The Vice-Chancellor, Professor Adeniyi Olayanju has reiterated the need for academics to constantly build capacity towards fulfilling the tripodal mandate of teaching, research and community development, noting that it is what culminates in meaningful and sustainable social transformation.

Professor Olayanju made this known at the opening event of the 2-day Bootcamp organized by the Department of Physical Sciences, Landmark University on Thursday, 3rd September 2020, aiming at assisting faculty and staff not only in the department but University-wide and beyond to live up to their responsibilities in teaching and research. 

According to the Vice-Chancellor who attended virtually, learning is lifelong, and imperative for continuous relevance, productivity and impact in an institution, that is why Landmark, having capacity building as one of her core values, is committed to the development of her workforce, being central to the fulfilment of the University’s tripodal mandate. He noted also that “the joy of any leader is in the growth and development of his people, and I want to appreciate the leadership of the Department of Physical Sciences and the College of Pure and Applied Sciences for leading in this direction which will not only further enhance productivity in our publication drive but also move us to the top and maintain our position at the top. It is my belief that all participants will be greatly impacted as we explore new knowledge and share ideas for self-development for societal transformation.”

Acknowledging the significance of the Bootcamp to the Landmark University context, the Dean, College of Pure and Applied Sciences, Professor O.O. Osemwegie remarked that the initiative to boost productivity in the department is a demonstration of their commitment to the publication drive of the University. He expressed hope that the topics of the Bootcamp would reengineer the research ‘genomic’ encoded in every faculty in order to thrive in academia, noting the key role continuous learning plays in human development. Professor Osemwegie, therefore, implored members of faculty to eschew academic arrogance which is most times exhibited oblivious of its inimical effect on their career. 

In her welcome remarks, the Head of Department, Physical Sciences, Dr Adejumoke Iyinbor, who affirmed that the Bootcamp was aimed at helping not only academics but also people from all works of life, revealed that the topics of discourse were carefully crafted to address major challenges and proffer solutions for the people to successfully navigate their career path to their desired heights, noting the influence of knowledge, learning and association on human mind and character.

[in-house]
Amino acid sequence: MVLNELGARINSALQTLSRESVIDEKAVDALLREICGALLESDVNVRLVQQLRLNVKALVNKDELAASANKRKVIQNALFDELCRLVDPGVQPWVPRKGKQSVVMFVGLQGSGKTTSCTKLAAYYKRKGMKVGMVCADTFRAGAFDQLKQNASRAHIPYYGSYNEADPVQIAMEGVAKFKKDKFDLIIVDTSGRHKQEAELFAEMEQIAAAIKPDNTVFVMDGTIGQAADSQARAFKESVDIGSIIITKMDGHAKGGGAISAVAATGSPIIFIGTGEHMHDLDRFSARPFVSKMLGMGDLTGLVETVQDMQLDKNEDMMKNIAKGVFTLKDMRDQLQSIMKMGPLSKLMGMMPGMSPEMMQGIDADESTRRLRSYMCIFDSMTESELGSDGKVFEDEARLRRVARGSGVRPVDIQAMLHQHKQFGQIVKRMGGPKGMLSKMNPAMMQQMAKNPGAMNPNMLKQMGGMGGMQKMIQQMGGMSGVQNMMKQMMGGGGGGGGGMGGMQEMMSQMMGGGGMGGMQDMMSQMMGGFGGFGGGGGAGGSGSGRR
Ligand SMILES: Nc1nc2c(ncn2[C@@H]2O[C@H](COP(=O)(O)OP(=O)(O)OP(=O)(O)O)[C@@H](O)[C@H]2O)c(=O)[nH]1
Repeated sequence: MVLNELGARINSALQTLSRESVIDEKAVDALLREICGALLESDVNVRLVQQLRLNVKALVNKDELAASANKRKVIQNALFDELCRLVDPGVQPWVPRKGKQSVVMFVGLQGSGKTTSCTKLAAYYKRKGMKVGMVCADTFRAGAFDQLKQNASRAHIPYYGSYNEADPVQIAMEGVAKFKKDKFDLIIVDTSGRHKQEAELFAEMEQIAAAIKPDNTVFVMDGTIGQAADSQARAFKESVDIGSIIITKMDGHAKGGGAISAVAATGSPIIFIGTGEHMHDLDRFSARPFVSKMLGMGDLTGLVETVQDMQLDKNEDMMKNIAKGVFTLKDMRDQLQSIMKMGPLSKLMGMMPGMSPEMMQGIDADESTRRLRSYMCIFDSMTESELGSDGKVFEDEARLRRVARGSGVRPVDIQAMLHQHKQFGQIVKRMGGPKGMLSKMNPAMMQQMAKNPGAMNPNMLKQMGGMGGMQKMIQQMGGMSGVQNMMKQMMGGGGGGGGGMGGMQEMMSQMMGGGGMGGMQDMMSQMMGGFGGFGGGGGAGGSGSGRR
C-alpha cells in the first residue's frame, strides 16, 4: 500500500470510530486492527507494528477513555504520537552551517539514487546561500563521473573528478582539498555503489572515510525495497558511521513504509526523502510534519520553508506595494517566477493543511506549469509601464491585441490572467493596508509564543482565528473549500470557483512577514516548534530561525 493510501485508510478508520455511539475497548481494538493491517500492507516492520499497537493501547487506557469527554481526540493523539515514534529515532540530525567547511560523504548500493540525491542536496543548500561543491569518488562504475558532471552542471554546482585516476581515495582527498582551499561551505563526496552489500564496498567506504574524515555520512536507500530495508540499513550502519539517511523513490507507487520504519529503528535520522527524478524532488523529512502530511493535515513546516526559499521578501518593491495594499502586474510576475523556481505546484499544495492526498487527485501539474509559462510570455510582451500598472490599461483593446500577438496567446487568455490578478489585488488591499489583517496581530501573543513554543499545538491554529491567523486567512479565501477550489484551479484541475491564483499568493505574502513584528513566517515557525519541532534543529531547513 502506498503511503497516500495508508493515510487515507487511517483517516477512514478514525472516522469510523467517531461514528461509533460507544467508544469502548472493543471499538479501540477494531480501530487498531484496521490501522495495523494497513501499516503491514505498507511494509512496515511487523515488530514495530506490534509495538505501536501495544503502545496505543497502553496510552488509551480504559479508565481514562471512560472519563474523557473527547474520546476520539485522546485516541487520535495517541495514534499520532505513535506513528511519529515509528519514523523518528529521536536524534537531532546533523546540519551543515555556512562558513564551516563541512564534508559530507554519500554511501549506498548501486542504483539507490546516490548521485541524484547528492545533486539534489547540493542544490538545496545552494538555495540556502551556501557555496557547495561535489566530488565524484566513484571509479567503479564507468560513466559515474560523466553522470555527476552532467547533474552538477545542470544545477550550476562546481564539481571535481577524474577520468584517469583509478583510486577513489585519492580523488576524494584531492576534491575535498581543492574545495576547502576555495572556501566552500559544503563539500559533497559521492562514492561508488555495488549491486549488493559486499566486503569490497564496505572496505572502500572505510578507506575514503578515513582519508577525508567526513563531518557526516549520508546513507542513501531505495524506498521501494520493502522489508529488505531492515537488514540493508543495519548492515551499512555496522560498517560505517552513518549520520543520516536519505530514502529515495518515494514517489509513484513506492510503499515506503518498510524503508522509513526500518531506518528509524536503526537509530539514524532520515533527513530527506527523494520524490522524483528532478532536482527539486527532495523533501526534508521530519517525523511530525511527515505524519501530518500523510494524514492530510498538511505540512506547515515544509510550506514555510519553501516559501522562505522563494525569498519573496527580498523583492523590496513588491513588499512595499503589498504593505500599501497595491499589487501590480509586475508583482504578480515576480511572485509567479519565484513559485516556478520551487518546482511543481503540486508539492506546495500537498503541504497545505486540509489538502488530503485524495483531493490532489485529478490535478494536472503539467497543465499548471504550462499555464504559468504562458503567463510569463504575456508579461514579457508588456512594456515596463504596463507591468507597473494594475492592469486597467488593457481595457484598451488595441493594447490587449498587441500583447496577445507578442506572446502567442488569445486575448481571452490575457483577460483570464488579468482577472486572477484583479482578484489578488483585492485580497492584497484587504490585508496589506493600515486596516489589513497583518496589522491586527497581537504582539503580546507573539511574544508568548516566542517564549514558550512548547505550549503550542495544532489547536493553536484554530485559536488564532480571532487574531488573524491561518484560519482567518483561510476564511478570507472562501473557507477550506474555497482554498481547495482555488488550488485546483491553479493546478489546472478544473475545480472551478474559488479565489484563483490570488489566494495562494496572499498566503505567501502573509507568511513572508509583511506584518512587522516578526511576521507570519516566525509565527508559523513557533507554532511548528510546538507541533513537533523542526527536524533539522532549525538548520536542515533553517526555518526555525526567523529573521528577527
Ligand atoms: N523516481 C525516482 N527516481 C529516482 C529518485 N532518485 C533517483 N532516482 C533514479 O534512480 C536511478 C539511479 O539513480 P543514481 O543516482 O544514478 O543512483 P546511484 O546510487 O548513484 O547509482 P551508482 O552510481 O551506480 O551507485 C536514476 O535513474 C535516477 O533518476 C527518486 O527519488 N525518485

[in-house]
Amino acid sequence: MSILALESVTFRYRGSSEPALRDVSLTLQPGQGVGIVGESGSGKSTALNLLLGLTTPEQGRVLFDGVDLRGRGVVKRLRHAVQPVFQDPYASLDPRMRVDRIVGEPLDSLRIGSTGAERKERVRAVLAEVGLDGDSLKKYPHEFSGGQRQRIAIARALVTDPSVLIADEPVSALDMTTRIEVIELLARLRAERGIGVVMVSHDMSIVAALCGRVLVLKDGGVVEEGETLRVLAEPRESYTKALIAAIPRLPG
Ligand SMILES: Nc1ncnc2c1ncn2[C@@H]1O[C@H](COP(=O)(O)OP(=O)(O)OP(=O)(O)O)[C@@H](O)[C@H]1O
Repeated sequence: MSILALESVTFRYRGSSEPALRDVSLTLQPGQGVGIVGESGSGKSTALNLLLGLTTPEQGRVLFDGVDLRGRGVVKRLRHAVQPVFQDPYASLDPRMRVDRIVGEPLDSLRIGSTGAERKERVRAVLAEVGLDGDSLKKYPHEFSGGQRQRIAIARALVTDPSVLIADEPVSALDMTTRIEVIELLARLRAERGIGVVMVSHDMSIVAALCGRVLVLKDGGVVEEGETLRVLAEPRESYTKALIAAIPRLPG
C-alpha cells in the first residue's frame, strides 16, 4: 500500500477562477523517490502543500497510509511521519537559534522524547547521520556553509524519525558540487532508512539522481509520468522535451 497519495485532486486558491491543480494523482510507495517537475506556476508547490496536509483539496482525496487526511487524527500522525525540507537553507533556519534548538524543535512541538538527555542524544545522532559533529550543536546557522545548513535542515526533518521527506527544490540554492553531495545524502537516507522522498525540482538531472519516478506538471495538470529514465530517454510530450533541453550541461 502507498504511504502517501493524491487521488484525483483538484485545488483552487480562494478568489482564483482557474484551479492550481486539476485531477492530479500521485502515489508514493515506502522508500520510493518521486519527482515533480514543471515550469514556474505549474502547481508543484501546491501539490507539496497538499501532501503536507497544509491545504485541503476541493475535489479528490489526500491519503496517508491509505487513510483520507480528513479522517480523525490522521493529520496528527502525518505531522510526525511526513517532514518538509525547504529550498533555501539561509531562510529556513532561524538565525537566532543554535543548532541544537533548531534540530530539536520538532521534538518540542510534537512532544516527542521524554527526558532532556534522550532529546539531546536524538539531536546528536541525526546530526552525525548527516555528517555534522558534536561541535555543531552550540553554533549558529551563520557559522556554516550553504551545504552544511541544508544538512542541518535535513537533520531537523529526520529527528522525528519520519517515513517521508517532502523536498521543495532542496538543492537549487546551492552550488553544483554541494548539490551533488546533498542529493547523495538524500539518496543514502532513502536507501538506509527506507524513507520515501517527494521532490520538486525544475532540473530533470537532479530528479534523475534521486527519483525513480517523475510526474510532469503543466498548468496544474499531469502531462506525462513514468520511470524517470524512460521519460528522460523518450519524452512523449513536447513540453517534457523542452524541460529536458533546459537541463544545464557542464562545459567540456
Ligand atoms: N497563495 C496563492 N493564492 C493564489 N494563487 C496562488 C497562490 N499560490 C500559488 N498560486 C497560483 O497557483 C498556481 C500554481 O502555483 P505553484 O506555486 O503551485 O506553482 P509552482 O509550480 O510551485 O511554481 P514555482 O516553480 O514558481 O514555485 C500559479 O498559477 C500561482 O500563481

While, therefore, welcoming members of faculty and staff of her department and the University at large, and the over one hundred online participants to the Bootcamp, Dr Iyinbor appreciated the management of the University for their support toward the successful hosting of the event.

Kickstarting the training sessions was a presentation on “The Common Errors in Statistical Analysis and the Way-out” delivered by Dr Folaranmi Lukman. The session identified the misappropriation of statistical methods by most researchers as the major impediment to research breakthroughs and publications. He said, “poor statistics in science leads to poor science. Error seen in published papers corresponds to the deficiencies in statistical knowledge. However, statistical errors lead to incorrect conclusions.” He asserted that for research to gain acceptance,  understanding of the fundamentals of statistics is essential on the appropriate use of statistical techniques. He then took participants on the common statistical methods, parametric statistics and non-parametric statistics, and common errors in statistical analysis focusing on statistical methods and interpretation.

The second presentation titled “Combining Teaching Responsibilities with Effective Research” which was made by Professor Olugbenga Bello, emphasized the complementary importance of both teaching and research while situating their balance in the academic career. He noted that without research, teaching cannot be qualitative and effective. He then highlighted useful tips that could help in balancing the responsibilities thereby leading a successful academic career, some of which were time budget and goal setting for teaching and research. Other requirements included avoiding procrastination, starting early and never abandon what was started, planning ahead, finding an accountability partner, prioritizing, and limiting distractions.

Participants of the Bootcamp expressed delight over the presentations which they said had opened new vistas of balancing and maximizing opportunities in their academic career.




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